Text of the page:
3. The use of epsom salt and warm water, or the use of magnesium sulfate enema or magnesium sulfate laxatives, all increase the extra-cellular magnesium level, and as such act as an effective calcium channel blocker reducing the inflammation in the dermal, and peripheral nervous system structures. An epsom salt bath is very effective in this condition. The opposite, and one of the most destructive ways of treating this condition, would be the application of ice. That only increases allodynia and raises constriction with aggravation of edema and itching.

4. The use of IV immunoglobulin in more severe and advanced cases is very effective.

5. For the symptomatic relief of the itching, treatment with two benzodiazepines which are non-addicting, and do not suppress the endobenzodiazepines, and help the problem of pruritus tremendously. These consist of:

I. Serax 50 mg q6h prn.

II. Klonopin 0.5 mg 1/2-1 tablet q6h prn.

Obviously, both benzodiazepines should not be used on the same patient.

6. One of the most important aspects of the treatment of the disturbance of the immune system with manifestations of pruritus, trophic ulcer, etc, is to detoxify the patient from medications that suppress cerebral endorphins and cerebral endo BZ's (endobenzodiazepines). The first group of these medications consists of morphine sulfate, MS Contin, methadone, Tylox, Codeine, Percodan, Percocet, Lortab, Demerol, and any other morphine agonist. These should be discontinued as fast as possible. They should be replaced with Buprenex, which the researchers at Harvard University state can be used to detoxify heroin, cocaine and morphine addicts within the first 24-48 hours[2]. If Buprenex is not practical, the other alternatives would be Stadol or Ultram, or alternating the two of them.

For the endo BZ agonist problem (the use of benzodiazepine that are addicting such as Xanax, Ativan, Valium, Restoril or Ambien), the patient can be treated with Serax or Klonopin, as mentioned above.

7. The last, but not least, form of treatment is treatment with analgesic type of anti-depressants which do not cause obesity (such as Elavil, which has a tendency to cause obesity and fatigue), and do not have other serious sexual side effects. These consist of two main medications:

I. Trazodone 50-300 mg qhs. Trazodone provides good REM sleep as well, which is very important for management of chronic pain.

II. Desipramine 25-75 mg qhs, which also provides excellent pain control and good rest and sleep at night.

8. Diet is also very important because certain foods such as chocolate, hot dogs, cold cuts and sausage aggravate the condition. (Please refer to the 4F-Diet)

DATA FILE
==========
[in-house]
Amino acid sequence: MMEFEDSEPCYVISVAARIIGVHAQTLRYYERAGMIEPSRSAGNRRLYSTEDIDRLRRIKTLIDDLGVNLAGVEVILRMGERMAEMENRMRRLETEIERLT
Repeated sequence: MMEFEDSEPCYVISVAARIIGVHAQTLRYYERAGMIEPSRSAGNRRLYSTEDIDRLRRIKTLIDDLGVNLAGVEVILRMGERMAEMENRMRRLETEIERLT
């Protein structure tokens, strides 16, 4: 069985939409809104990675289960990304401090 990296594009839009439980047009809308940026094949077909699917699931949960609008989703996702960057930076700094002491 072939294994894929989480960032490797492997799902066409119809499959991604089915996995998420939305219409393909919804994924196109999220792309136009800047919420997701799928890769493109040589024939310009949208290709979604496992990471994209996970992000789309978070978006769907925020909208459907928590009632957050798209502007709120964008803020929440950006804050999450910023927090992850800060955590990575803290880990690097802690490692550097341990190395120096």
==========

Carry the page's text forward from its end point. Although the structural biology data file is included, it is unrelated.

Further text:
I hope the above will be of some help to you.


H. Hooshmand, M.D.



1.Ollat H, Cesaro P: Pharmacology of neuropathic pain. Clin Neuropharmacol 1995;18:391-404.

2.Ling E, Wesson DR, Charuvastra C, et al: A controlled trial comparing buprenorphine and methadone, maintenance in opioid dependence. Arch Gen Psychiatry 1996; 53:401-7.

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Copyright 1997-2014 H. Hooshmand, M.D. No part of this publication may be reproduced, transmitted, stored in a retrieval system other than this specific media, transcribed, or translated into any language without the expressed written permission from the author; H. Hooshmand, M.D. and Eric Phillips and CMNE. This material is for informational and education purposes. It is not meant to take the place of your physician. Before starting, changing, or stopping any treatments or medicines consult your physician.

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The material on the Neurological Associates Pain Management Center Homepage and all it's associated, linked or reference pages is for informational and education purposes. It is not meant to take the place of your physician. Before starting, changing, or stopping any treatments or medicines consult your physician. H. Hooshmand, M.D., Neurological Associates Pain Management Center and Associates will not be held liable for any damage or loss as a result of information provided on this page or associated documentation. Again, this WEB SITE is simply published as an information source and should not be used to treat or make judgments on RSD/CRPS. All associated material on this web site may not be copied, reproduced or quoted without expressed written permission from the owner; Copyright 1999-2014 H. Hooshmand, M.D.

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This page was last updated on 3/11/2000.